It was late afternoon when Wren passed a sign, “Hidden Gulch Town Limits”; three miles later, she turned at the Forgotten Oasis campground
sign and slowly made her way to the small, wooden building with peeling once-red paint that was marked “Office.” 

Before she climbed out of the truck, Wren surveyed the
campground. “I can’t tell where the campground stops and the desert begins because it all blends together; I’ll bet my eyes will adjust just like they did after we left Phoenix.”

Wren snapped on the leash. "This is just for show because
we’re going into the office.”

When they reached the office, Wren smiled at the large bowl
of water with the sign, ‘Dog Hydration Station’; after they were inside, Wren sighed at the refreshing coolness of the small office that contrasted so sharply with the intense, dry heat outside.

A woman in her fifties with soft brown hair highlighted with
streaks of golden blond smiled as she set a box of ice cream treats into the ice cream chest and hurried to the desk. “Welcome to the Forgotten Oasis.”

Another woman popped up from behind an aisle where she’d been stocking camping supplies, and Rascal wagged his tail. She was at least ten years younger than the first woman; she wore a tight, bright turquoise T-shirt that accentuated her curvy figure and was a perfect complement to her pale brown skin and dark brown eyes and flyaway hair that she had unsuccessfully tried to entrap into a ponytail.

“Feels good, doesn’t it? I’m Socorro Mendez, and you must be Wren Weaver; who’s your handsome companion?”

“Rascal.”

Rascal wagged his tail even faster at the mention of his
name then grinned at Socorro’s throaty chuckle.

She held out her hand for him to sniff then scratched his
ear, and he leaned against her hand. “You are such a good boy,” she cooed.

Rascal followed her and Wren to the desk.

“Socorro, I pulled up Miss Weaver’s registration,” the woman at the desk said.

“Thank you, Betsy.”

While Socorro motioned for Wren to stand next to her, Betsy asked, “Rascal, are you a good boy?”

Rascal scrambled around to the side of the desk where Betsy stood and sat. She chuckled and gave him a treat. “Any time you need to go into town for research, Miss Weaver, you’re welcome to leave Rascal with me.”

“Please call me Wren, and I think he might enjoy that, thank you.”

Betsy pointed to the sign on the desk. “That’s our motto:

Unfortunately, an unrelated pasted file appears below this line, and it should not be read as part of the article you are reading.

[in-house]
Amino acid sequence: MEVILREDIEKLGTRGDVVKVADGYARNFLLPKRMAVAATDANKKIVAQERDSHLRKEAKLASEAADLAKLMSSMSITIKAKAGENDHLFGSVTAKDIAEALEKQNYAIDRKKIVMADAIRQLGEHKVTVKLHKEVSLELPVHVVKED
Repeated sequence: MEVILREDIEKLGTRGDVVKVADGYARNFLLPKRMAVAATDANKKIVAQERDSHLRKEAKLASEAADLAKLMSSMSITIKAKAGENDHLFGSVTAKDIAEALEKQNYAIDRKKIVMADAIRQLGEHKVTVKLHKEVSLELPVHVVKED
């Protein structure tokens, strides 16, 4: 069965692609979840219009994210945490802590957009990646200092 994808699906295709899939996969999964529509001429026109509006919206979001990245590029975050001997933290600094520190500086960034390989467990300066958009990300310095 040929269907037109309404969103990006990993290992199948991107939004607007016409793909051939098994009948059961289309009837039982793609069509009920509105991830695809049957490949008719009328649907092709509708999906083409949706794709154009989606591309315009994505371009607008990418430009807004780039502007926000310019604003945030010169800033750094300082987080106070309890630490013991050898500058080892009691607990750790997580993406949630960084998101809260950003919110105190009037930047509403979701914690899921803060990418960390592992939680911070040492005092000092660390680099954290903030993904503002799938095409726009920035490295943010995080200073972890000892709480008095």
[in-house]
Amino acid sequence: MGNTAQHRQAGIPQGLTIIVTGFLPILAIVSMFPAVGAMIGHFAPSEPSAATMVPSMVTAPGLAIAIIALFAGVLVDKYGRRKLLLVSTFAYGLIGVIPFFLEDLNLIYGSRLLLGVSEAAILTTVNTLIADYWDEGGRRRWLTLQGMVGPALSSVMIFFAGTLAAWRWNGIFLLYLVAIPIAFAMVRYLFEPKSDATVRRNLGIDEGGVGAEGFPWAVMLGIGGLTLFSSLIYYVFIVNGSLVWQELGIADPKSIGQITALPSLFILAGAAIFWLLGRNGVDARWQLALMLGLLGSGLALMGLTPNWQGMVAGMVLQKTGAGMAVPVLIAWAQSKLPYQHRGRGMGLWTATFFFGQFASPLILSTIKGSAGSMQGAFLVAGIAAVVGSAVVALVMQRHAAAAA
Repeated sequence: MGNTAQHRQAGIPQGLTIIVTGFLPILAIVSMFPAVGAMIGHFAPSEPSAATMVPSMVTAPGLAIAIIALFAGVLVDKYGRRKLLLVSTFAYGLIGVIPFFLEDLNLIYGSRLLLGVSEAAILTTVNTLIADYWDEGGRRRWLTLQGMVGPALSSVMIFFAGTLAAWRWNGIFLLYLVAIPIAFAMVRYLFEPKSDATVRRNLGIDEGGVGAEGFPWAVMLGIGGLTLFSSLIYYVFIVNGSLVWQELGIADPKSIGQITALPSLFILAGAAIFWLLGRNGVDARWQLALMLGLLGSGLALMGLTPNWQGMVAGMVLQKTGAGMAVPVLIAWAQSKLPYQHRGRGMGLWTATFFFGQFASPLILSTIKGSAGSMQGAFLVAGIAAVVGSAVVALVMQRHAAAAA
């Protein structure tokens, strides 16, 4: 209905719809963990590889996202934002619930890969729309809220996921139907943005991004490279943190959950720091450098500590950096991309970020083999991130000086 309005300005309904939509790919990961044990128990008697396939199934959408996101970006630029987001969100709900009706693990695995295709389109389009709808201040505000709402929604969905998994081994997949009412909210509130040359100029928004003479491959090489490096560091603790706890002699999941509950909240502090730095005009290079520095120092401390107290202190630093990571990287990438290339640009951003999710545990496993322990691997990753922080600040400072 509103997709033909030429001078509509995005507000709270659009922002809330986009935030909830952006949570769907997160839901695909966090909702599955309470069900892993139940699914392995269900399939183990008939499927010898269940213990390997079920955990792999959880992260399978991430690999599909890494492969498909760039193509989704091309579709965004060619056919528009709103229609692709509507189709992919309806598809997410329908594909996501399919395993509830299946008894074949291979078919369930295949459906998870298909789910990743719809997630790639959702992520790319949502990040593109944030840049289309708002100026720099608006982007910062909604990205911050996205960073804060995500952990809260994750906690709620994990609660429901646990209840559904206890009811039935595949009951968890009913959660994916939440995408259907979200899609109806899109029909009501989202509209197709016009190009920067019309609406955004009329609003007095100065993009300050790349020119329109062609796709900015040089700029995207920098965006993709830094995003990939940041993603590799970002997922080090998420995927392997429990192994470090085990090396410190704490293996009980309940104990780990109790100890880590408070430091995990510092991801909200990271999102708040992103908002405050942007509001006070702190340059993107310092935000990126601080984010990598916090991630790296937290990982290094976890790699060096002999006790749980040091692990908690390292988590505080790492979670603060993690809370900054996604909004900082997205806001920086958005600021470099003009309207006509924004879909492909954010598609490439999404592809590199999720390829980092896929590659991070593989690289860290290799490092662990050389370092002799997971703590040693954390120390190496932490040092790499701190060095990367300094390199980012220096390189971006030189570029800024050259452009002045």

Dogs Welcome, People Tolerated.”

“We take our motto seriously.” Socorro smiled. “We have you
registered for a week with the option of a second week. Here’s the campground map.”

While Wren looked on, Socorro pointed as she spoke.
“Restrooms are here, and this is the code to the door; the laundry is in the same building. We have a pool that is refreshing, especially in the afternoons, and a fenced-in dog park that our canine visitors enjoy, but Rascal may prefer to investigate the grounds. Our campground is completely fenced except for the entrance. This back section is part of the campground if we ever decide to expand, but so far, we enjoy having our personal desert. We do have roaming predators at night, so you may want to stay relatively close to your camper and the buildings after dark.”

 Socorro marked an X with
a black marker next to a rectangle on the map. “Here is your site; our rows are one-way.” She drew a line from the office to Wren’s spot.

“This is my cell phone; text me anytime.” Socorro circled the number on the map. “I live in the little house near the entrance, so I’m always onsite except when I go into town once a week on Tuesdays for supplies.”

“I hadn’t thought about whether anyone would be onsite; I should have because that’s important.”

Socorro raised an eyebrow. “It would be for me if I was
traveling solo. Your magazine publisher, Mr. Hogue, told us you were coming here because the campground has a long-standing reputation of being haunted. I’ve owned and managed the campground for fifteen years; I bought it after my worthless ex-husband ran off with that hussy.”

Socorro fanned her face with a brochure from a local tire
company that was on the counter. “I don’t think about that sleazy scumbag very
often, but when I do, I still get a little worked up. Anyway, I haven’t seen or heard anything that was remotely haunting, other than this odd feeling I’ve had lately that someone was watching me…”

Socorro peered past Wren and surveyed the parking lot before
she cleared her throat then continued, “The hot wind from the desert gets on my nerves now and then and makes me jumpy; it’s nothing. What I meant to say was I won’t be able to help you with anything about the campground being haunted, but I know where the old-timers hang out, and they’re quick to tell stories about the Old West. If you’re interested in local color, you’re welcome to join me for breakfast at the Watering Hole, our one and only diner.”

“I hadn’t thought about local color at all, but that would definitely help my article come alive; thank you. I can go anytime; I don’t have a set
schedule yet.”

“Let’s go tomorrow morning; can you be ready to leave around seven, or is that too early?”

“I’ll still be on Eastern time, so seven won’t be early at all for us.”